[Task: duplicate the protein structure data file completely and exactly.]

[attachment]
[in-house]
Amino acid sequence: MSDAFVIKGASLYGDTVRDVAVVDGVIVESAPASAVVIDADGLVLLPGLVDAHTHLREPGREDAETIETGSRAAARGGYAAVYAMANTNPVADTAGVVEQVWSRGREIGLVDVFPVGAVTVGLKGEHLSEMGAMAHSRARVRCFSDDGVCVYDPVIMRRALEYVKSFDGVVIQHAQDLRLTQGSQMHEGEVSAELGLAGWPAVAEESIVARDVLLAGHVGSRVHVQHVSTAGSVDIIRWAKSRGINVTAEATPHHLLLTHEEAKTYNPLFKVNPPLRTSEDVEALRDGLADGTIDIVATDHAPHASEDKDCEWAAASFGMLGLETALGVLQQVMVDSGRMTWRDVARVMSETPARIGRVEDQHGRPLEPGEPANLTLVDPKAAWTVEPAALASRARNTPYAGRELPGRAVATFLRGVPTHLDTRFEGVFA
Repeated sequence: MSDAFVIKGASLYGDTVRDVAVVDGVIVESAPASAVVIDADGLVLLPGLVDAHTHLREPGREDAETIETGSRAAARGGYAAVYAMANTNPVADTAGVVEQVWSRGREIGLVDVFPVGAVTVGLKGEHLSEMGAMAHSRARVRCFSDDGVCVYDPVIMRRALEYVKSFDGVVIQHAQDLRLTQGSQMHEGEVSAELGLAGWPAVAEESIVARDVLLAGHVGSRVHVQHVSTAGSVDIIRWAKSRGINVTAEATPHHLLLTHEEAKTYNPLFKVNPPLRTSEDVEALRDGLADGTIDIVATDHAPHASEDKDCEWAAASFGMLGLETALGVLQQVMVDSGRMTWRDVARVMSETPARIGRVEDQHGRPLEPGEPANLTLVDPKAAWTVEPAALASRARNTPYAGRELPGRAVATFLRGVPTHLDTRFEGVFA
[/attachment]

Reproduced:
[in-house]
Amino acid sequence: MSDAFVIKGASLYGDTVRDVAVVDGVIVESAPASAVVIDADGLVLLPGLVDAHTHLREPGREDAETIETGSRAAARGGYAAVYAMANTNPVADTAGVVEQVWSRGREIGLVDVFPVGAVTVGLKGEHLSEMGAMAHSRARVRCFSDDGVCVYDPVIMRRALEYVKSFDGVVIQHAQDLRLTQGSQMHEGEVSAELGLAGWPAVAEESIVARDVLLAGHVGSRVHVQHVSTAGSVDIIRWAKSRGINVTAEATPHHLLLTHEEAKTYNPLFKVNPPLRTSEDVEALRDGLADGTIDIVATDHAPHASEDKDCEWAAASFGMLGLETALGVLQQVMVDSGRMTWRDVARVMSETPARIGRVEDQHGRPLEPGEPANLTLVDPKAAWTVEPAALASRARNTPYAGRELPGRAVATFLRGVPTHLDTRFEGVFA
Repeated sequence: MSDAFVIKGASLYGDTVRDVAVVDGVIVESAPASAVVIDADGLVLLPGLVDAHTHLREPGREDAETIETGSRAAARGGYAAVYAMANTNPVADTAGVVEQVWSRGREIGLVDVFPVGAVTVGLKGEHLSEMGAMAHSRARVRCFSDDGVCVYDPVIMRRALEYVKSFDGVVIQHAQDLRLTQGSQMHEGEVSAELGLAGWPAVAEESIVARDVLLAGHVGSRVHVQHVSTAGSVDIIRWAKSRGINVTAEATPHHLLLTHEEAKTYNPLFKVNPPLRTSEDVEALRDGLADGTIDIVATDHAPHASEDKDCEWAAASFGMLGLETALGVLQQVMVDSGRMTWRDVARVMSETPARIGRVEDQHGRPLEPGEPANLTLVDPKAAWTVEPAALASRARNTPYAGRELPGRAVATFLRGVPTHLDTRFEGVFA